- #1

- 96

- 4

Member warned about posting with no effort and without the template

can somebody help me solving:

A*ln(1+A*x)-2*ln(x)-B=0

I thank you in advance

A*ln(1+A*x)-2*ln(x)-B=0

I thank you in advance

You are using an out of date browser. It may not display this or other websites correctly.

You should upgrade or use an alternative browser.

You should upgrade or use an alternative browser.

- Thread starter Kairos
- Start date

- #1

- 96

- 4

Member warned about posting with no effort and without the template

can somebody help me solving:

A*ln(1+A*x)-2*ln(x)-B=0

I thank you in advance

A*ln(1+A*x)-2*ln(x)-B=0

I thank you in advance

- #2

Simon Bridge

Science Advisor

Homework Helper

- 17,857

- 1,655

If ln(a)=b then a=exp(b).

ln(a*b)=ln(a)+ln(b)

ln(a^b)=b*ln(a)

exp(ln(a))=a

- #3

member 587159

Solving for what? What are A and B?

- #4

- 96

- 4

Simon, the exponential gives a Ath degree equation.. not more solvable to me

- #5

member 587159

Simon, the exponential gives a Ath degree equation.. not more solvable to me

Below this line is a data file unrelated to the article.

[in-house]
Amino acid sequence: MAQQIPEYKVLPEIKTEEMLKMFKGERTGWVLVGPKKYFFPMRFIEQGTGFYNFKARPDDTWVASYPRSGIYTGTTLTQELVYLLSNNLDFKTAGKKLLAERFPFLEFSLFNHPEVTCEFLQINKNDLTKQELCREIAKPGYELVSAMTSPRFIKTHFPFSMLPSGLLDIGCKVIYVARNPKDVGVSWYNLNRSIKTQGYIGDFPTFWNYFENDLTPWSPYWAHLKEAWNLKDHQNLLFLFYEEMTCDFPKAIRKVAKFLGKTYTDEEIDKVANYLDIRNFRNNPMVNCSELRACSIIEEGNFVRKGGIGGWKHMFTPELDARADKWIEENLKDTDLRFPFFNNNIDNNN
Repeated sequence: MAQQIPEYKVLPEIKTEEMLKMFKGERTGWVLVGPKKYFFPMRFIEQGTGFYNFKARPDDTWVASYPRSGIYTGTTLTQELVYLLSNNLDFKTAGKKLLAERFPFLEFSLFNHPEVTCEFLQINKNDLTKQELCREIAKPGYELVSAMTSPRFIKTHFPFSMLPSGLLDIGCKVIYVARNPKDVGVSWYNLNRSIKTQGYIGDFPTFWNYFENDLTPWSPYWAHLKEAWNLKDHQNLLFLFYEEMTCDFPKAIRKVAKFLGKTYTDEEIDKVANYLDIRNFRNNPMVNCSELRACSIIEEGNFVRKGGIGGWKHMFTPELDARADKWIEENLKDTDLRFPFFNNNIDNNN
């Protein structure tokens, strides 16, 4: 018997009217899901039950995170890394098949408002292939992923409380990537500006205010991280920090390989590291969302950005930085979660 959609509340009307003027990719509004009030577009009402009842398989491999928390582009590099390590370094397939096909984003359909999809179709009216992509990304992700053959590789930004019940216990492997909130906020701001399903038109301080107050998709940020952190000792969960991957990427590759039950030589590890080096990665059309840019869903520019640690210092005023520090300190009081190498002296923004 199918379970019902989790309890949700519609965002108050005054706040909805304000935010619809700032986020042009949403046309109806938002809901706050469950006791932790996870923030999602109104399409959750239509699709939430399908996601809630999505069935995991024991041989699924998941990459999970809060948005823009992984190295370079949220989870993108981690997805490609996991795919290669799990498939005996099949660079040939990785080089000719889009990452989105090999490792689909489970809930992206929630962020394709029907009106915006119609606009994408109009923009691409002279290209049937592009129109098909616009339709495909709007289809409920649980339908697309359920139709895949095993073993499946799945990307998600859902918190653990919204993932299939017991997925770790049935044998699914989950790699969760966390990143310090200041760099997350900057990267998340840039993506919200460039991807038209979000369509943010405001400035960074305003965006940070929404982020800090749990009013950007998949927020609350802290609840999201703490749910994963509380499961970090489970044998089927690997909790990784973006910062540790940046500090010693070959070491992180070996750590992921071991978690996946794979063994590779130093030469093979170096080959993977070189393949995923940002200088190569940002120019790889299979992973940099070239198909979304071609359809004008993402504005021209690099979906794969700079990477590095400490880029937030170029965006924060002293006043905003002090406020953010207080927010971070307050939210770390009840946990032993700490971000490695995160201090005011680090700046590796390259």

I get

Simon, the exponential gives a Ath degree equation.. not more solvable to me

Well, I also get a Ath degree equation.

- #6

Simon Bridge

Science Advisor

Homework Helper

- 17,857

- 1,655

OK. You want to find an equation for x in terms of A and B?

You got as far as:

##(1+Ax)^A=e^Bx^2## ... which, just at a glance, I suspect does not have an analytic solution.

ie. taking the Ath root of both sides: ##1+Ax-e^{B/A}x^{2/A}=0##

What was the original problem? Do you have any reason to believe the equation can be solved?

Where does A and B come from?

i.e. Ax<<1:

$$x\in \frac{-A^2\pm\sqrt{A^4-4e^B}}{2e^B}$$

- #7

Ray Vickson

Science Advisor

Homework Helper

Dearly Missed

- 10,706

- 1,728

can somebody help me solving:

A*ln(1+A*x)-2*ln(x)-B=0

I thank you in advance

I doubt that the equation can be solved in "closed-from", via some type of formula involving A and B. If you are given numerical values for A and B you can solve the equation numerically, using one of the many reasonably effective methods available. If ##|A|## is small we have the approximation that ##A \ln(1+Ax) \approx A^2 x##, and using that approximation in the equation leads to the (approximate) solution

[tex] x \approx \exp \left( -W\left( -\frac{1}{2} A^2 e^{B/2} - \frac{1}{2}B \right) \right), [/tex]

where ##W## is the so-called Lambert W-function. It is a non-elementary function: ##W(x)## is the solution of ##x = W(x) e^{W(x)}##, and is implemented in several computer algebra systems such as Maple or Mathematica.

Share: